However, this has now been dismissed by new Business Secretary Sajid Javid.

Ruled Out Any Changes

Despite the calls for such dismissals to be introduced, the Business Secretary dismissed any reforms on the BBC’s Andrew Marr Show. He said: “During the last Parliament we have saved businesses from about £10bn of costs collectively in regulation, and I think we can do at least that again.”

“The other thing I want to do is help more small businesses with some of the challenges they face, not just red tape but especially the issue of late payments.

“Small businesses in our country are owed, I think, about £30bn – that’s a record high in late payments, so we’re going to set up a small business conciliation service to help deal with that.”

He added: “I also want to take a look at regulators to see if… [they] can be made part of a system to help cut regulation on businesses.”

Contact Our Employment Solicitors in Glasgow

If you need advice or assistance in dealing with dismissals or representation regarding an unfair dismissal case, our team of employment lawyers are experts and have a great deal of experience in representing clients before the Employment Tribunal. To find out how we can help get in touch using our online contact form.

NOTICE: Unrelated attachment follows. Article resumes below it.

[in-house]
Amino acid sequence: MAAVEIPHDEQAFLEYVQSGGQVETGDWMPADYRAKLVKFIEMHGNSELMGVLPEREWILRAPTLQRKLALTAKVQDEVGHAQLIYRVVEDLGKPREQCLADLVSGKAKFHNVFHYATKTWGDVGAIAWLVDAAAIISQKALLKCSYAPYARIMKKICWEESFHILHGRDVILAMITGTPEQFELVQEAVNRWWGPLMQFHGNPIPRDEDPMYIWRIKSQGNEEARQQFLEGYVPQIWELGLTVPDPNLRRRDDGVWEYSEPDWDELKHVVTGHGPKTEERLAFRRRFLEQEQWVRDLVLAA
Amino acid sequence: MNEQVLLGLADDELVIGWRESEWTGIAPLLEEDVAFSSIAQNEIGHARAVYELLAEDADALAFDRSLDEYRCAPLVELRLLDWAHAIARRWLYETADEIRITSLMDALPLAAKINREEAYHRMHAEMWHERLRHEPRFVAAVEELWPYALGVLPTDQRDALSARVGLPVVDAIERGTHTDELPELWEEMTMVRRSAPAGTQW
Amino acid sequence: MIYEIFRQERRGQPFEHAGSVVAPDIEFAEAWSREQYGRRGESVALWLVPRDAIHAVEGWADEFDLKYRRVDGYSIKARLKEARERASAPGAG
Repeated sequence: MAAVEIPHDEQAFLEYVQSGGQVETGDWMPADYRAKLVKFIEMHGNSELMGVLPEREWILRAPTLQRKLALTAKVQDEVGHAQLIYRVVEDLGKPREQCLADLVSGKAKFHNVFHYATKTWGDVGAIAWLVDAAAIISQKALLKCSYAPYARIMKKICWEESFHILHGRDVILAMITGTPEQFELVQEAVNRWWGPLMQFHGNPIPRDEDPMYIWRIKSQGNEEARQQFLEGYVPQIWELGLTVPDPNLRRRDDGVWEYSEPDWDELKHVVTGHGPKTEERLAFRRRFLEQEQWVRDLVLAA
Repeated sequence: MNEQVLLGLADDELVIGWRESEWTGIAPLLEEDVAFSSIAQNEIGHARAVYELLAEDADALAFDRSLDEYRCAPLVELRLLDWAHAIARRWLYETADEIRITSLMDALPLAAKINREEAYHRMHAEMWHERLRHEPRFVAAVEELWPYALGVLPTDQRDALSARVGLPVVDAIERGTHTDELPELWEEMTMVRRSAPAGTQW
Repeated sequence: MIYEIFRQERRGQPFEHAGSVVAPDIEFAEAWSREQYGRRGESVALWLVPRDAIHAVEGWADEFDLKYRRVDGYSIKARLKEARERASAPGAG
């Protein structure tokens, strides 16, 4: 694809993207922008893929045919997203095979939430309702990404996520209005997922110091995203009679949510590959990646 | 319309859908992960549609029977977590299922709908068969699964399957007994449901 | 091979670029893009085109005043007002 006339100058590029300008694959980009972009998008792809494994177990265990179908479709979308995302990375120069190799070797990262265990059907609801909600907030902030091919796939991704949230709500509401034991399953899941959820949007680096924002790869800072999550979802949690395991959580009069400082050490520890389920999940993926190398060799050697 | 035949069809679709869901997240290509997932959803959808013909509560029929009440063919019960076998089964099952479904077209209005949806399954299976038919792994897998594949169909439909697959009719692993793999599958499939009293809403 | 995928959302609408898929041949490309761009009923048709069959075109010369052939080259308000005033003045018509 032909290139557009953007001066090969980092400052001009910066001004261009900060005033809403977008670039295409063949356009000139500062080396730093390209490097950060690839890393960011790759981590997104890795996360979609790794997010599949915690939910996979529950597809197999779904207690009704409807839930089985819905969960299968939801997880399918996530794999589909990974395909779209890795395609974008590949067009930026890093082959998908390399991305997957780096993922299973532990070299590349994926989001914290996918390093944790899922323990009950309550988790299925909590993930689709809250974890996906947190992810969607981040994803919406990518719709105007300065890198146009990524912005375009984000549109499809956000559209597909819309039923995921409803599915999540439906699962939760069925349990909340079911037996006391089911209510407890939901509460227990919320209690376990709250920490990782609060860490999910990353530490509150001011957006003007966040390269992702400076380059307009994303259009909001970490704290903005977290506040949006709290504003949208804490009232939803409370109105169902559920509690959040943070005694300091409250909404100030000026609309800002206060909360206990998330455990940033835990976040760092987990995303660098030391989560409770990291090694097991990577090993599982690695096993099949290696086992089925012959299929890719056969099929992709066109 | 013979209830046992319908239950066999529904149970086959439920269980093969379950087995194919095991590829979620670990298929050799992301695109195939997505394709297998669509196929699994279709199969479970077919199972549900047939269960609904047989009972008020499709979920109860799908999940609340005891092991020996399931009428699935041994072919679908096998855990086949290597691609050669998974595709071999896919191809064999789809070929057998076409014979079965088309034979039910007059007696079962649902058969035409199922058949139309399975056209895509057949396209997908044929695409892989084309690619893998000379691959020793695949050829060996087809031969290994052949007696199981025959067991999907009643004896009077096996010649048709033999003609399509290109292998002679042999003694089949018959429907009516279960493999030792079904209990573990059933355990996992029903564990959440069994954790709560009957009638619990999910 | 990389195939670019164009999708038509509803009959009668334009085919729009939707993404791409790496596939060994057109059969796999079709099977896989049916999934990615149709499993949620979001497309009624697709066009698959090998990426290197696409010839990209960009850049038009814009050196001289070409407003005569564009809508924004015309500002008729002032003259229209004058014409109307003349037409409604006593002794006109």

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New CGT rules for non residents: what to do now

This is the first UK tax year in which non UK residents will be subject to Non Resident UK Capital Gains Tax (NRCGT) when disposing of their UK residential property to anyone other than their spouse/civil partner or to charity.  Non resident trustees and personal representatives pay NRCGT at 28% on taxable gains and individuals pay 18% or 28%, depending on their taxable UK income and other UK gains in the tax year in which the gain arises.  If non resident companies are not subject to Annual Tax on Enveloped Dwellings – CGT (ATED-CGT), which always takes precedence, they pay NRCGT at 20% instead.  Only closely held companies are affected by NRCGT.

Also, only gains accruing since 6 April 2015 are taxable.  There are options as to how the gain can be calculated.  The default method is just to calculate the actual taxable gain accruing since 6 April 2015 and pay NRCGT on that.  Alternatively, a straight-line time apportionment can be used.  For example, if a property was bought in June 2010 and sold in June 2025, the total number of months of ownership is 180, of which 122 come after 6 April 2015.  The NRCGT is calculated by multiplying the taxable gain over the entire period of ownership by 122/180, or 67.77%.  Either way, for a residential property bought before 6 April 2015, you must know what the property was worth as at 6 April 2015 to work out which calculation basis is most favourable to you.